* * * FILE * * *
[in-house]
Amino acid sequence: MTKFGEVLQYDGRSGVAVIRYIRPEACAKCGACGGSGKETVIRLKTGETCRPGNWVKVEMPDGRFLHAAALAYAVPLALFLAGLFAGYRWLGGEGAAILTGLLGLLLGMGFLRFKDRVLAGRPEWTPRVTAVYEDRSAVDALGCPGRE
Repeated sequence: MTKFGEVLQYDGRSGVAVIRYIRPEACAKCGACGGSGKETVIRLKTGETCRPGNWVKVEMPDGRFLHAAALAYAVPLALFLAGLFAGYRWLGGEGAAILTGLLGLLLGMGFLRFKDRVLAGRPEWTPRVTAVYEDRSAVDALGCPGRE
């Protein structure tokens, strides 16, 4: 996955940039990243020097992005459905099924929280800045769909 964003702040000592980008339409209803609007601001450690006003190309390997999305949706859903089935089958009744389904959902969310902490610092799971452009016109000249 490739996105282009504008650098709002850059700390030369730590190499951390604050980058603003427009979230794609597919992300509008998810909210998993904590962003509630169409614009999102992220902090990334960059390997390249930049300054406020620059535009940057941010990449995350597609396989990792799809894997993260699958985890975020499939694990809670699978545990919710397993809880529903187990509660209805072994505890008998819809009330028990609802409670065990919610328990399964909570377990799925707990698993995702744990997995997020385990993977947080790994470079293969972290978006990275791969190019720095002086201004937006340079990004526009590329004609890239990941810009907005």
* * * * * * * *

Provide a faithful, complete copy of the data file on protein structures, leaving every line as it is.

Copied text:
[in-house]
Amino acid sequence: MTKFGEVLQYDGRSGVAVIRYIRPEACAKCGACGGSGKETVIRLKTGETCRPGNWVKVEMPDGRFLHAAALAYAVPLALFLAGLFAGYRWLGGEGAAILTGLLGLLLGMGFLRFKDRVLAGRPEWTPRVTAVYEDRSAVDALGCPGRE
Repeated sequence: MTKFGEVLQYDGRSGVAVIRYIRPEACAKCGACGGSGKETVIRLKTGETCRPGNWVKVEMPDGRFLHAAALAYAVPLALFLAGLFAGYRWLGGEGAAILTGLLGLLLGMGFLRFKDRVLAGRPEWTPRVTAVYEDRSAVDALGCPGRE
């Protein structure tokens, strides 16, 4: 996955940039990243020097992005459905099924929280800045769909 964003702040000592980008339409209803609007601001450690006003190309390997999305949706859903089935089958009744389904959902969310902490610092799971452009016109000249 490739996105282009504008650098709002850059700390030369730590190499951390604050980058603003427009979230794609597919992300509008998810909210998993904590962003509630169409614009999102992220902090990334960059390997390249930049300054406020620059535009940057941010990449995350597609396989990792799809894997993260699958985890975020499939694990809670699978545990919710397993809880529903187990509660209805072994505890008998819809009330028990609802409670065990919610328990399964909570377990799925707990698993995702744990997995997020385990993977947080790994470079293969972290978006990275791969190019720095002086201004937006340079990004526009590329004609890239990941810009907005």